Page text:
Defining distracted driving is a very easy task. It is any behavior or activity that leads to a driver taking his or her attention away from the road — where it should always be. As a result, a distracted driver puts himself or herself at risk, while endangering people all over the road. From pedestrians to bicyclists to fellow drivers and passengers, a distracted driver puts them all in danger.

What is a more difficult task these days is to discuss distracted driving without mentioning cellphone use. It used to be that distracted driving would conjure up images of a driver fiddling with the radio or eating a fast food meal in their lap. But now, all anyone can think about when they hear the phrase “distracted driving” is a driver consumed with the ghastly glow of a cellphone screen.

To a certain degree, this isn’t a bad thing. Cellphone use is an incredible danger to road safety. People should never use their cellphones while operating a motor vehicle. Distracted driving warrants this particular stigma nowadays.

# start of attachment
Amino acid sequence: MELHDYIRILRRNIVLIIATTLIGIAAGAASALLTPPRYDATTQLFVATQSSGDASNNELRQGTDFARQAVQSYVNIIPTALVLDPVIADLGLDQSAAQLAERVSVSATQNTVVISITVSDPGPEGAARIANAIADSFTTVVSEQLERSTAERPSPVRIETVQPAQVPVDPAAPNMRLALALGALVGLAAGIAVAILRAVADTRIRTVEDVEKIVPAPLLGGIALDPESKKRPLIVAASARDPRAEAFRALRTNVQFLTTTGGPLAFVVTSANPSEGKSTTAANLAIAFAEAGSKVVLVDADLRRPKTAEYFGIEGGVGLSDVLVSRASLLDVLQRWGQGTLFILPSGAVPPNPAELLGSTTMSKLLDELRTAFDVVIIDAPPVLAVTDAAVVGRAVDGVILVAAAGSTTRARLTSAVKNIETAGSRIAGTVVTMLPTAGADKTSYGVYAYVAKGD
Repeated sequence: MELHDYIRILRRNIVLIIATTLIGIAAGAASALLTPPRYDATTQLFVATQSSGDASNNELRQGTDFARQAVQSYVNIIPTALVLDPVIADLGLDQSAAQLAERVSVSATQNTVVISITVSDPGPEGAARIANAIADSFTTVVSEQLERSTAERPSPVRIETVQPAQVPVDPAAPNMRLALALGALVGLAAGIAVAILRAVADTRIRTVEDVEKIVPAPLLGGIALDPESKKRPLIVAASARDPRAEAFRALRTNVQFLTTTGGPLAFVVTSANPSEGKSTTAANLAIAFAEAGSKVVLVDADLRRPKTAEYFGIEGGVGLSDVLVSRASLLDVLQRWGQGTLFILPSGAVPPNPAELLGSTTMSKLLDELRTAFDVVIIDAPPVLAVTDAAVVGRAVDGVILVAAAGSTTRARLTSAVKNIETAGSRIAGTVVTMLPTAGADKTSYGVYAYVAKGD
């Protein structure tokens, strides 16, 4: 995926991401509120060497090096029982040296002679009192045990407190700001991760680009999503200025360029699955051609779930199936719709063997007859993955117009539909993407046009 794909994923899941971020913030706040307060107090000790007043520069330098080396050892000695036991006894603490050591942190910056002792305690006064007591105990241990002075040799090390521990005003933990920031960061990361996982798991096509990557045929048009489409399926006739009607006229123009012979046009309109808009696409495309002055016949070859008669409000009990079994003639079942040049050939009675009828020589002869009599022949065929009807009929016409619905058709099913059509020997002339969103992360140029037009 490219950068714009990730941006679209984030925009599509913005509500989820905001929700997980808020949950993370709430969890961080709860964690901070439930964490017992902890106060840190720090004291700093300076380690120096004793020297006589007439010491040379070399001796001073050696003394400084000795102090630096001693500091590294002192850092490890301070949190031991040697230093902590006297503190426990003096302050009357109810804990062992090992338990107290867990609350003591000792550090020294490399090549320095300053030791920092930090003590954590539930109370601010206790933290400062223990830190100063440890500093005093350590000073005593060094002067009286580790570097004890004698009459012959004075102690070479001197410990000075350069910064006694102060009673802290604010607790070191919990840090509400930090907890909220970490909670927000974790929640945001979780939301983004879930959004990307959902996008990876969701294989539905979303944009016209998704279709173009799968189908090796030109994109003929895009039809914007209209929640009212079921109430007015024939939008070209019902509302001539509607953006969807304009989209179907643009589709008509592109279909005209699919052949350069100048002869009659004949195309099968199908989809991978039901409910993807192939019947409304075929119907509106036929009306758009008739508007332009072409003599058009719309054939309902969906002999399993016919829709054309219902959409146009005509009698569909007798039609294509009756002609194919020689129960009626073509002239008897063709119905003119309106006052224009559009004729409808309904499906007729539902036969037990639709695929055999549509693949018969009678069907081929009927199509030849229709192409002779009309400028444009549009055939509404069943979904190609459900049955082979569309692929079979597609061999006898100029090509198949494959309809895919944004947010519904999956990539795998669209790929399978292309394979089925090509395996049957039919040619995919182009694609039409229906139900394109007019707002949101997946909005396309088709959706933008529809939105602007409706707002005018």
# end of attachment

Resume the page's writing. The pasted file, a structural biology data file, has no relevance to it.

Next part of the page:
The statistics show this too. According to a report from late 2014, there were about 169.3 billion text messages sent in the U.S. and its territories… every month! Another report indicated that at any given moment in the U.S., there are 660,000 drivers using their cellphones.

These are staggering figures that make you think what the “end game” is in all of this. How do we curb such a prevalent and engulfing behavior? There are many laws on the books in the U.S., and we’ll discuss that in our next post.

Source: Distraction.gov, “Facts and Statistics,” Accessed Aug. 18, 2016